Testimony of Carl Portman
on SJR 7
Before House Resources Committee
Wednesday, March 6, 2019

Good afternoon. My name is Carl Portman, Deputy Director of the Resource Development Council for Alaska, Inc.  I am here today to speak in support of SJR 7, requesting implementation of an oil and gas leasing program in the non-federal Wilderness portion of the coastal plain of the Arctic National Wildlife Refuge (ANWR).

RDC has consistently supported opening the “1002 area” to oil and gas development. The coastal plain is considered America’s best onshore prospect for conventional oil and gas discoveries.

The Bureau of Land Management has made a good effort in a well-organized DEIS to be responsive to the Congressional Directive opening the 1002 Area to oil and gas leasing. 

Alaska depends on the responsible development of its natural resources to support its economy. In fact, it wasn’t until the discovery of oil that led Congress to finally vote in favor of Alaska’s statehood. Through the discovery of oil, Congress realized Alaska could have a healthy economy through development of its natural resources. 

Alaska’s North Slope has now produced more than 17 billion barrels of oil. Oil production has been the economic engine of growth in Alaska. Even though the Trans-Alaska Pipeline is running at one-quarter capacity, oil production generated approximately 80 percent of unrestricted general fund revenues in FY 2018. Were oil production occurring today on the coastal plain, our economic lifeline could be operating at two-thirds capacity, sharply reducing Alaska’s budget deficit and helping sustain the public services Alaskans depend upon.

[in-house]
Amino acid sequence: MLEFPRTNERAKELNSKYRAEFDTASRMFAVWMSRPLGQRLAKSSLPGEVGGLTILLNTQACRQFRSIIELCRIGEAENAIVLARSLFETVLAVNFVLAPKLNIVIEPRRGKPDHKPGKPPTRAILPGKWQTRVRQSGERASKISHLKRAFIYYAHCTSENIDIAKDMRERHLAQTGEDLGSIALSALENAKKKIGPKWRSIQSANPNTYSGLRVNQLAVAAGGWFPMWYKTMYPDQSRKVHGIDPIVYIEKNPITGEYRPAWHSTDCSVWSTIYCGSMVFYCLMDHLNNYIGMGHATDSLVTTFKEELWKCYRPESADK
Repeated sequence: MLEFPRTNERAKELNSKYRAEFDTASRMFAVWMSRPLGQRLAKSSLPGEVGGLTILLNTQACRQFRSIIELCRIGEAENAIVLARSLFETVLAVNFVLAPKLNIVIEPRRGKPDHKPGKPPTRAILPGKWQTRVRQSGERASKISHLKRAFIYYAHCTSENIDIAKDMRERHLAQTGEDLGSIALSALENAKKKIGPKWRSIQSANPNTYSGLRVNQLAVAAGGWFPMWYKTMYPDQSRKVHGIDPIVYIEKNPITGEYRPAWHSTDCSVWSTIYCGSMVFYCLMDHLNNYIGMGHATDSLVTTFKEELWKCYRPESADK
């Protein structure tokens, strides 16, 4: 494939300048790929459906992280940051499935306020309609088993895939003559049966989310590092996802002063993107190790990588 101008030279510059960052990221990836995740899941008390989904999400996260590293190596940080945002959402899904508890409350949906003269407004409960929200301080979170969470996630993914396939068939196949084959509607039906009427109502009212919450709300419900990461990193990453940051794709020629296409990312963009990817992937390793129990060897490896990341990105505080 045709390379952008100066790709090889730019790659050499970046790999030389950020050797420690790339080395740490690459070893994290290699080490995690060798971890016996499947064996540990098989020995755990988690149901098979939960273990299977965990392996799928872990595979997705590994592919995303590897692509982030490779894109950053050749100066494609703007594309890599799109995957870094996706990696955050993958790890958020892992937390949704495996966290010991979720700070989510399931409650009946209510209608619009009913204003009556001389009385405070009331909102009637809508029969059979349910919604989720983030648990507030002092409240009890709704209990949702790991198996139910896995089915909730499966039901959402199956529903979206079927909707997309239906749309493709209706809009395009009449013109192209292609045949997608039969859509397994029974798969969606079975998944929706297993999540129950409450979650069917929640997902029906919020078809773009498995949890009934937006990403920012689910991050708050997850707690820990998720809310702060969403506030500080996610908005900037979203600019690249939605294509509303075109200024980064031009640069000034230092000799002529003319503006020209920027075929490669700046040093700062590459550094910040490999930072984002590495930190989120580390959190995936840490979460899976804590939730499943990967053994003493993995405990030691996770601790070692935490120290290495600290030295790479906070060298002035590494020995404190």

The oil industry has demonstrated over the past 40 years that North Slope energy development and environmental stewardship can and do coexist. Overall, the industry has a proven track record of responsible development in sensitive areas, protecting the environment, wildlife, and subsistence needs of local residents.

Federal law requires the footprint of production and support facilities to be limited to no more than 2,000 surface acres of the 1.5 million-acre 1002 Area. That is equivalent to just 0.01 percent of ANWR’s 19.3 million-acres. 

Responsible oil and gas development in the small fraction of the coastal plain proposed for leasing will help Alaska realize the benefits that come from energy production. In addition to the many public services funded across Alaska by oil revenues, North Slope production generates thousands of jobs for Alaskans. On the North Slope and elsewhere, the industry and the jobs it provides has generated an economy, raised the standard of living, and has significantly improved the quality of life. Jobs enable self-sufficiency, raises one’s confidence and self-esteem, and provides a means to support a family. A good job transforms lives and breaks the cycle of dependency. This is a major benefit of oil and gas development in Alaska with the 1002 Area being no exception. 

In conclusion, I would like to point out in response to the previous testifier that not one acre of federally-designated Wilderness will be disturbed by energy development in the 1002 Area. The perception of many is that the 1002 Area is the last remaining Wilderness in America. This is wrong. There are approximately 8 million acres of federally-designated Wilderness in ANWR, including 550,000 acres on the coastal plain. Overall, there are 56 million acres of federal Wilderness in Alaska’s national parks, refuges, and forests, comprising more than half of all big “W” Wilderness in America – an area larger than the state of Idaho. 

RDC encourages the House Resources Committee to pass SJR 7.  Thank you for the opportunity to testify.